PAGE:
Dan Charles
Maggie Starbard/NPR
Dan Charles
Maggie Starbard/NPR

Dan Charles

Correspondent, Food and Agriculture

Dan Charles is NPR's food and agriculture correspondent.

Primarily responsible for covering farming and the food industry, Charles focuses on the stories of culture, business, and the science behind what arrives on your dinner plate.

This is his second time working for NPR; from 1993 to 1999, Charles was a technology correspondent at NPR. He returned in 2011.

During his time away from NPR, Charles was an independent writer and radio producer and occasionally filled in at NPR on the Science and National desks, and at Weekend Edition. Over the course of his career Charles has reported on software engineers in India, fertilizer use in China, dengue fever in Peru, alternative medicine in Germany, and efforts to turn around a troubled school in Washington, DC.

In 2009-2010, he taught journalism in Ukraine through the Fulbright program. He has been guest researcher at the Institute for Peace Research and Security Policy at the University of Hamburg, Germany, and a Knight Science Journalism fellow at the Massachusetts Institute of Technology.

From 1990 to 1993, Charles was a U.S. correspondent for New Scientist, a major British science magazine.

The author of two books, Charles wrote Master Mind: The Rise and Fall of Fritz Haber, The Nobel Laureate Who Launched the Age of Chemical Warfare (Ecco, 2005) and Lords of the Harvest: Biotech, Big Money, and the Future of Food (Perseus, 2001) about the making of genetically engineered crops.

Charles graduated magna cum laude from American University with a degree in economics and international affairs. After graduation Charles spent a year studying in Bonn, which was then part of West Germany, through the German Academic Exchange Service.

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Lenny Zimmel puts Colby cheese curds into forms to make 40-pound blocks of cheese at Widmer's Cheese Cellars in Theresa, Wis. Record dairy production in the U.S. has produced a record surplus of cheese, causing prices to drop. Scott Olson/Getty Images hide caption

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America's Real Mountain Of Cheese Is On Our Plates

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Berkeley, Calif., passed the nation's first soda tax in 2014. According to a new study, the tax has succeeded in cutting consumption of sugar-sweetened beverages. But there's uncertainty about whether the effect will be permanent. Robert Galbraith/Reuters hide caption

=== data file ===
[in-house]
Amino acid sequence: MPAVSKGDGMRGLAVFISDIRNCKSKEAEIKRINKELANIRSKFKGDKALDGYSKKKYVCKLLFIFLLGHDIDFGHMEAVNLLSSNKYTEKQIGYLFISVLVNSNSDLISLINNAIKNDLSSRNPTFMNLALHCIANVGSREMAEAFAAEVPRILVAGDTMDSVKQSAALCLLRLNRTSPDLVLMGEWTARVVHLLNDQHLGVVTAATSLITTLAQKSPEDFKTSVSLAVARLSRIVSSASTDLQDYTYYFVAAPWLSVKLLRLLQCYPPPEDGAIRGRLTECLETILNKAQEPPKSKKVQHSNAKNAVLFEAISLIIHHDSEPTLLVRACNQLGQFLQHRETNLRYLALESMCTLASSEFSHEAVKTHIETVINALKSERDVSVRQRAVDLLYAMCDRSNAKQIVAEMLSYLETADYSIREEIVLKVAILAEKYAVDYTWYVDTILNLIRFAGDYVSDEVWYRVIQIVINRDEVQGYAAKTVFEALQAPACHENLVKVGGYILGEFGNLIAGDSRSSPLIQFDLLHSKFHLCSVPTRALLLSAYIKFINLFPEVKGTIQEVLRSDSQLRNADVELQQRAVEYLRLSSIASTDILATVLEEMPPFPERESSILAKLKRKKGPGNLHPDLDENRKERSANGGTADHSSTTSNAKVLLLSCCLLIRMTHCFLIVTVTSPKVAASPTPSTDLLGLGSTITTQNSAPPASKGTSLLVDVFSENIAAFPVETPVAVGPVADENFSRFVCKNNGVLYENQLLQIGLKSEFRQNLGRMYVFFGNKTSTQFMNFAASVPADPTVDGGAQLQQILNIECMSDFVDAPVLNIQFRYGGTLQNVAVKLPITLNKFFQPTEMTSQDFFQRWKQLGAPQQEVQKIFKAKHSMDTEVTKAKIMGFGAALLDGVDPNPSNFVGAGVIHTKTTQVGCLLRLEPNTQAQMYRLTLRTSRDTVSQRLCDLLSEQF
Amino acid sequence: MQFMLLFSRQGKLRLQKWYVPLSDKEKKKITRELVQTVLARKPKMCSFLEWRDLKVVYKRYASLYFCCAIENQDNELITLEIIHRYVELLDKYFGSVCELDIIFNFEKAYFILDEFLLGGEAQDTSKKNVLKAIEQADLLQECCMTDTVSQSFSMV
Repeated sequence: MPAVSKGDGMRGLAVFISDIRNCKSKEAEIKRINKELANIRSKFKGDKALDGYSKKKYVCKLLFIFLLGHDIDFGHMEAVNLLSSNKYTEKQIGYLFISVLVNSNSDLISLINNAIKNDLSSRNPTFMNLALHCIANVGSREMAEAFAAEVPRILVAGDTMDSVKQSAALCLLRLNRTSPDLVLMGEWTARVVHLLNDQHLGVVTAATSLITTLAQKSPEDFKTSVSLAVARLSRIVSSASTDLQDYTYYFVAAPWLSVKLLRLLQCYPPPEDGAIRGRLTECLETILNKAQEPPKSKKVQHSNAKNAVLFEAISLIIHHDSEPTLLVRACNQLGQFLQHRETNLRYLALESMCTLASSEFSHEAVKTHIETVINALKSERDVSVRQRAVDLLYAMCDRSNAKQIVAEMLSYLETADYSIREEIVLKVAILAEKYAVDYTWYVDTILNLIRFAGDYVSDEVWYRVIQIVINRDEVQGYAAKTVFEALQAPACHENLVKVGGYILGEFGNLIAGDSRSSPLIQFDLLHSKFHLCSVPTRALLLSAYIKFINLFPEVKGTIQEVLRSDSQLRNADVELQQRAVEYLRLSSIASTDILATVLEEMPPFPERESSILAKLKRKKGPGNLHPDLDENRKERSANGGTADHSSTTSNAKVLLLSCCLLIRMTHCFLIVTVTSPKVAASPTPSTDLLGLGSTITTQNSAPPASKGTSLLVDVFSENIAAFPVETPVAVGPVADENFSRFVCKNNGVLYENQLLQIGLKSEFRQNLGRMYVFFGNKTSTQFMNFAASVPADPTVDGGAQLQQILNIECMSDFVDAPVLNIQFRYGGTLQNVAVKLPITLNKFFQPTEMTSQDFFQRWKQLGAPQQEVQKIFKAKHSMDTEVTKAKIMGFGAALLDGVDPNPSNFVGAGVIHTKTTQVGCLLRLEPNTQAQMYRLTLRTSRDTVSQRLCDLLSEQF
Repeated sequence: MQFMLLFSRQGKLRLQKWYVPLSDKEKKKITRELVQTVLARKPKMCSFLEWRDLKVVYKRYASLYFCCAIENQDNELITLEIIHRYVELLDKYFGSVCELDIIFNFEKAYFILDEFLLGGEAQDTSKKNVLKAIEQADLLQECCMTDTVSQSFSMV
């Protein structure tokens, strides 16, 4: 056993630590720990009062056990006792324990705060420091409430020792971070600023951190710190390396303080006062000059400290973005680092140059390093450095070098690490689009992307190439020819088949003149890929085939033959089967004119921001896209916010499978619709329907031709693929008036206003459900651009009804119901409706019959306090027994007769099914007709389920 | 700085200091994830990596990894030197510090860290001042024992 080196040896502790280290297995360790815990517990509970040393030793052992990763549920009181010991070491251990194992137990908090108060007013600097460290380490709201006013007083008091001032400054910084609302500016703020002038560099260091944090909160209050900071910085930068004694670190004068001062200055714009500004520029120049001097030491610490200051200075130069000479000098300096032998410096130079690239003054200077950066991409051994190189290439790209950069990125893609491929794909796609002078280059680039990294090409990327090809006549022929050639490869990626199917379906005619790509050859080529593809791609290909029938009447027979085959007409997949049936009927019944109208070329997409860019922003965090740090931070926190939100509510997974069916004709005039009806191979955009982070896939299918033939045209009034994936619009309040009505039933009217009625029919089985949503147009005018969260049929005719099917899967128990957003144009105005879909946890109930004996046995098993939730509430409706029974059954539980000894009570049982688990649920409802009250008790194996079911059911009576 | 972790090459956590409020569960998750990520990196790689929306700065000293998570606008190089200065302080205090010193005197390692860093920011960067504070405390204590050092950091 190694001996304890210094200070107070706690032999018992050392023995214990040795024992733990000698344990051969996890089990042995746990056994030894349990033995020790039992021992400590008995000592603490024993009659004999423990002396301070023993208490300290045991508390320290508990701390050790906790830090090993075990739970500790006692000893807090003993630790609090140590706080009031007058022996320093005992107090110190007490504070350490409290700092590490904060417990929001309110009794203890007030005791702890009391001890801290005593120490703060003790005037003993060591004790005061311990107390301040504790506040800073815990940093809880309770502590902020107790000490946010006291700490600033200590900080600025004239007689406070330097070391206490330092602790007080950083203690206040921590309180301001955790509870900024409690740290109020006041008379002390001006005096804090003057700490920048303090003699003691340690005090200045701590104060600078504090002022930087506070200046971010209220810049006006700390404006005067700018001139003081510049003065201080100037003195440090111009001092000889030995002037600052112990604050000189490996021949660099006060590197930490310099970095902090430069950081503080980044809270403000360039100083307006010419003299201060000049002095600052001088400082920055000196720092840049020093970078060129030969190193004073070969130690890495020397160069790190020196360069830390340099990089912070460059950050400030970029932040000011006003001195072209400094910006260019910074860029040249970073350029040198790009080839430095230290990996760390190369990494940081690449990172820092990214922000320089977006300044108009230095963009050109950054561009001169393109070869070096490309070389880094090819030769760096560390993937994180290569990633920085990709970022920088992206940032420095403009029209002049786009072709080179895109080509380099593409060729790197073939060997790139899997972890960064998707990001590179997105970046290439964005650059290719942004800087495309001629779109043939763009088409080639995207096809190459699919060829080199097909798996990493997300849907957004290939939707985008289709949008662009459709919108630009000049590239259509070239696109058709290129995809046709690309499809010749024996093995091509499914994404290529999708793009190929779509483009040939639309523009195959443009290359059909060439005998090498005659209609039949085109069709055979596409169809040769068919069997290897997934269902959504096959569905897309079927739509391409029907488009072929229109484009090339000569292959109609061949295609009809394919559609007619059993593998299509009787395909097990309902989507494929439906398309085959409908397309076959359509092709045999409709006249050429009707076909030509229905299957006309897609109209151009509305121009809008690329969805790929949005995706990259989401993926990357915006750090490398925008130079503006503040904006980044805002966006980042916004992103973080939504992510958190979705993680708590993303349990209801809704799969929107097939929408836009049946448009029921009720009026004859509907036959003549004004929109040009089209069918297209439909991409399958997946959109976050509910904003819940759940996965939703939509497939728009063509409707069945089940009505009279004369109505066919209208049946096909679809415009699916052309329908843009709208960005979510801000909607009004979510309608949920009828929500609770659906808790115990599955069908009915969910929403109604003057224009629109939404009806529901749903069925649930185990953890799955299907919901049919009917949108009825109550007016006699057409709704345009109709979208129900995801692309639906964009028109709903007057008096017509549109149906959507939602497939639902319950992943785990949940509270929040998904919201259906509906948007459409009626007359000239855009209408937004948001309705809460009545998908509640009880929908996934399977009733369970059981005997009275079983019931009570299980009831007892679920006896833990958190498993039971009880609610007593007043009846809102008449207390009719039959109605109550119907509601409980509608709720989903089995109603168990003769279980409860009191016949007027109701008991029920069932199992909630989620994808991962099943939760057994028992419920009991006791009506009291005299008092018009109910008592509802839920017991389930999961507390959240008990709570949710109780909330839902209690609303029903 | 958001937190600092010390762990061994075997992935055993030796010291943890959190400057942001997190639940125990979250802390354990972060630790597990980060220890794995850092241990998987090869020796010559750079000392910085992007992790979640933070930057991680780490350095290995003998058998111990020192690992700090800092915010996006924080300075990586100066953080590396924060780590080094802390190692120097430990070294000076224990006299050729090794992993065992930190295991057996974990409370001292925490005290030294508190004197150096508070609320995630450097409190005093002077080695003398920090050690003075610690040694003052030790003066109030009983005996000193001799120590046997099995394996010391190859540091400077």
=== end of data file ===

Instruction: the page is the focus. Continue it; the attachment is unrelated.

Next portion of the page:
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Berkeley's Soda Tax Appears To Cut Consumption Of Sugary Drinks

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Soda Tax Drives Down Sales In Berkeley, Calif.

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To protest against the falling prices of dairy and meat, farmers pour liters of milk in front of a prefecture in northwestern France in January. Jean-Francois Monier/AFP/Getty Images hide caption

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Non-GMO eggs. (this photo is for promo only, not for the page) Morgan McCloy/NPR hide caption

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Organic Food Fights Back Against 'Non-GMO' Rival

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Monsanto Sold Soybean Farmers A Weed-Beating Tool They Couldn't Legally Use

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Cookie dough clings to the beaters of a standing mixer. The Food and Drug Administration is warning people not to eat raw dough due to an ongoing outbreak of illnesses linked to flour tainted with E. coli. Larry Crowe/AP hide caption

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Workers sort potatoes in the field, collecting small and large ones in different buckets. Each bucket weighs 30 pounds or so. A worker will shoulder that bucket and dump it into a flatbed truck hundreds of times each day. Dan Charles/NPR hide caption

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Congress has passed a bill that will require food companies to disclose GMOs — but without necessarily using a GMO label on packaging. Companies would have several disclosure options, including using a QR code on packaging that customers could then scan with a smartphone to learn more. (Above) A sign at a July 1 rally in Montpelier, Vt., protests the bill. Wilson Ring/AP hide caption

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Congress Just Passed A GMO Labeling Bill. Nobody's Super Happy About It

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For Pickers, Blueberries Mean Easier Labor But More Upheaval

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A Caesar salad kit. Americans buy twice as many packages of bagged salad greens as heads of lettuce these days. Is the bagged stuff just as good? If it gets you to eat more leafy greens, yes. Morgan McCloy/NPR hide caption

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As Bagged Salad Kits Boom, Americans Eat More Greens

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The Senate on Thursday approved a measure that would require food companies to disclose GMOs — but without necessarily using a GMO label on packaging. Companies would have several disclosure options, including using a QR code on packaging that customers could then scan with a smartphone to learn more. (Above) A sign at a July 1 rally in Montpelier, Vt., protests the Senate bill. Wilson Ring/AP hide caption

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Sweet potato evangelist Maria Isabel Andrade drives around Mozambique in her orange Toyota Land Cruiser in 2012. She is one of four researchers honored with the World Food Prize for promoting the crop to combat malnutrition. Dan Charles/NPR hide caption

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